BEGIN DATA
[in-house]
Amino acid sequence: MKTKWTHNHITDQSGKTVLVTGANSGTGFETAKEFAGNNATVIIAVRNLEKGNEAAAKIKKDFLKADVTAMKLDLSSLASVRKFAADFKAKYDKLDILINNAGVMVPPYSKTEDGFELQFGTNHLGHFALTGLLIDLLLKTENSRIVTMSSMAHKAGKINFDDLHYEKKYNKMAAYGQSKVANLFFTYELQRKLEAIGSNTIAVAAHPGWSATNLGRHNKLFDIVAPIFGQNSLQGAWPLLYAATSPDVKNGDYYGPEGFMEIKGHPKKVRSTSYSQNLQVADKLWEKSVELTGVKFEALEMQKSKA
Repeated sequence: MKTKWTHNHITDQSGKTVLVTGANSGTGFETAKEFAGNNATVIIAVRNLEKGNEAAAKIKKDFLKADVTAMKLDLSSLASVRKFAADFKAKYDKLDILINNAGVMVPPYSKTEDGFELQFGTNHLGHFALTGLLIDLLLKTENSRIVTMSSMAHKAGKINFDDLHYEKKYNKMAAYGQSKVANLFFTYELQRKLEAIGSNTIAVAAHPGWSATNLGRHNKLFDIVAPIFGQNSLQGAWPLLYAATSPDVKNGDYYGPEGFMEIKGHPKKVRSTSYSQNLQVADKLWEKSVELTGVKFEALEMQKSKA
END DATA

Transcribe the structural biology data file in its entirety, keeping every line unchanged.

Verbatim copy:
[in-house]
Amino acid sequence: MKTKWTHNHITDQSGKTVLVTGANSGTGFETAKEFAGNNATVIIAVRNLEKGNEAAAKIKKDFLKADVTAMKLDLSSLASVRKFAADFKAKYDKLDILINNAGVMVPPYSKTEDGFELQFGTNHLGHFALTGLLIDLLLKTENSRIVTMSSMAHKAGKINFDDLHYEKKYNKMAAYGQSKVANLFFTYELQRKLEAIGSNTIAVAAHPGWSATNLGRHNKLFDIVAPIFGQNSLQGAWPLLYAATSPDVKNGDYYGPEGFMEIKGHPKKVRSTSYSQNLQVADKLWEKSVELTGVKFEALEMQKSKA
Repeated sequence: MKTKWTHNHITDQSGKTVLVTGANSGTGFETAKEFAGNNATVIIAVRNLEKGNEAAAKIKKDFLKADVTAMKLDLSSLASVRKFAADFKAKYDKLDILINNAGVMVPPYSKTEDGFELQFGTNHLGHFALTGLLIDLLLKTENSRIVTMSSMAHKAGKINFDDLHYEKKYNKMAAYGQSKVANLFFTYELQRKLEAIGSNTIAVAAHPGWSATNLGRHNKLFDIVAPIFGQNSLQGAWPLLYAATSPDVKNGDYYGPEGFMEIKGHPKKVRSTSYSQNLQVADKLWEKSVELTGVKFEALEMQKSKA